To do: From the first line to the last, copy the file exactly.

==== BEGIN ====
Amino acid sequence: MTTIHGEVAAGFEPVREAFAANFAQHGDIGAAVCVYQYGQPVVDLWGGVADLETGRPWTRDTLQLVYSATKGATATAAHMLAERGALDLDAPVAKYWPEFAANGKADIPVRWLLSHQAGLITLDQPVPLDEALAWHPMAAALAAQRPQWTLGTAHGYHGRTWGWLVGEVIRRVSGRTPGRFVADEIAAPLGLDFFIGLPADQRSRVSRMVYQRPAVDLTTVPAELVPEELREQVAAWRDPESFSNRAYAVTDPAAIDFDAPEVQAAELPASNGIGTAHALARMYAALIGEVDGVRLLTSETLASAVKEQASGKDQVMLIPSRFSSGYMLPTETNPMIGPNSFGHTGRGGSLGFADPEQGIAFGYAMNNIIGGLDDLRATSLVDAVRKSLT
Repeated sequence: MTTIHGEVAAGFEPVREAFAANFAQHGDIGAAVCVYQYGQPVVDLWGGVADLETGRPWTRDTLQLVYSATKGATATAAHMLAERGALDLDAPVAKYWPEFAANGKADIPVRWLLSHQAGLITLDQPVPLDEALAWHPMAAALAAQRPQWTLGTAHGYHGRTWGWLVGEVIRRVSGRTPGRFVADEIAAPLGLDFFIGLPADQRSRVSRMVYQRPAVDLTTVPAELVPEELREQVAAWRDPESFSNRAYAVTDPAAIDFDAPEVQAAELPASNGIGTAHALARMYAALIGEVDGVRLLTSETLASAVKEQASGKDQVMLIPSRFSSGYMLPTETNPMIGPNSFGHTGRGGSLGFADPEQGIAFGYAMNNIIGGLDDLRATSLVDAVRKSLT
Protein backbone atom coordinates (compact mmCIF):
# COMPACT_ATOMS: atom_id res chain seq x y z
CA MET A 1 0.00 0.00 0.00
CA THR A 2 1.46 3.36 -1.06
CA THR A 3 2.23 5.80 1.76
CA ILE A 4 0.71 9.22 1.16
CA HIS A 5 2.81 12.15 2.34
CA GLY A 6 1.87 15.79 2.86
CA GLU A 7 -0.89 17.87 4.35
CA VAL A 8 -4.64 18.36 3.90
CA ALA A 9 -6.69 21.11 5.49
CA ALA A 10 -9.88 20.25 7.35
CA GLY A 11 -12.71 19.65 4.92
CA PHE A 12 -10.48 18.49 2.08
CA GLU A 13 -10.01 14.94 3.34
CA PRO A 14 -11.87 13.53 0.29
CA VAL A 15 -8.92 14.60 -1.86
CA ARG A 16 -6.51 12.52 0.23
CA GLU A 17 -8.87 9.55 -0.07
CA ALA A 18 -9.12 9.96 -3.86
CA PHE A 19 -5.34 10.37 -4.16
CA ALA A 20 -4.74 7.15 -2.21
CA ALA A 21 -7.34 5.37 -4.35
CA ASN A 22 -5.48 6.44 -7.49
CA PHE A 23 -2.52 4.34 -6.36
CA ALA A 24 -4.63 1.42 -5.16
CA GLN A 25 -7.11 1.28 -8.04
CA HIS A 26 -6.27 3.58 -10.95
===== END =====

Amino acid sequence: MTTIHGEVAAGFEPVREAFAANFAQHGDIGAAVCVYQYGQPVVDLWGGVADLETGRPWTRDTLQLVYSATKGATATAAHMLAERGALDLDAPVAKYWPEFAANGKADIPVRWLLSHQAGLITLDQPVPLDEALAWHPMAAALAAQRPQWTLGTAHGYHGRTWGWLVGEVIRRVSGRTPGRFVADEIAAPLGLDFFIGLPADQRSRVSRMVYQRPAVDLTTVPAELVPEELREQVAAWRDPESFSNRAYAVTDPAAIDFDAPEVQAAELPASNGIGTAHALARMYAALIGEVDGVRLLTSETLASAVKEQASGKDQVMLIPSRFSSGYMLPTETNPMIGPNSFGHTGRGGSLGFADPEQGIAFGYAMNNIIGGLDDLRATSLVDAVRKSLT
Repeated sequence: MTTIHGEVAAGFEPVREAFAANFAQHGDIGAAVCVYQYGQPVVDLWGGVADLETGRPWTRDTLQLVYSATKGATATAAHMLAERGALDLDAPVAKYWPEFAANGKADIPVRWLLSHQAGLITLDQPVPLDEALAWHPMAAALAAQRPQWTLGTAHGYHGRTWGWLVGEVIRRVSGRTPGRFVADEIAAPLGLDFFIGLPADQRSRVSRMVYQRPAVDLTTVPAELVPEELREQVAAWRDPESFSNRAYAVTDPAAIDFDAPEVQAAELPASNGIGTAHALARMYAALIGEVDGVRLLTSETLASAVKEQASGKDQVMLIPSRFSSGYMLPTETNPMIGPNSFGHTGRGGSLGFADPEQGIAFGYAMNNIIGGLDDLRATSLVDAVRKSLT
Protein backbone atom coordinates (compact mmCIF):
# COMPACT_ATOMS: atom_id res chain seq x y z
CA MET A 1 0.00 0.00 0.00
CA THR A 2 1.46 3.36 -1.06
CA THR A 3 2.23 5.80 1.76
CA ILE A 4 0.71 9.22 1.16
CA HIS A 5 2.81 12.15 2.34
CA GLY A 6 1.87 15.79 2.86
CA GLU A 7 -0.89 17.87 4.35
CA VAL A 8 -4.64 18.36 3.90
CA ALA A 9 -6.69 21.11 5.49
CA ALA A 10 -9.88 20.25 7.35
CA GLY A 11 -12.71 19.65 4.92
CA PHE A 12 -10.48 18.49 2.08
CA GLU A 13 -10.01 14.94 3.34
CA PRO A 14 -11.87 13.53 0.29
CA VAL A 15 -8.92 14.60 -1.86
CA ARG A 16 -6.51 12.52 0.23
CA GLU A 17 -8.87 9.55 -0.07
CA ALA A 18 -9.12 9.96 -3.86
CA PHE A 19 -5.34 10.37 -4.16
CA ALA A 20 -4.74 7.15 -2.21
CA ALA A 21 -7.34 5.37 -4.35
CA ASN A 22 -5.48 6.44 -7.49
CA PHE A 23 -2.52 4.34 -6.36
CA ALA A 24 -4.63 1.42 -5.16
CA GLN A 25 -7.11 1.28 -8.04
CA HIS A 26 -6.27 3.58 -10.95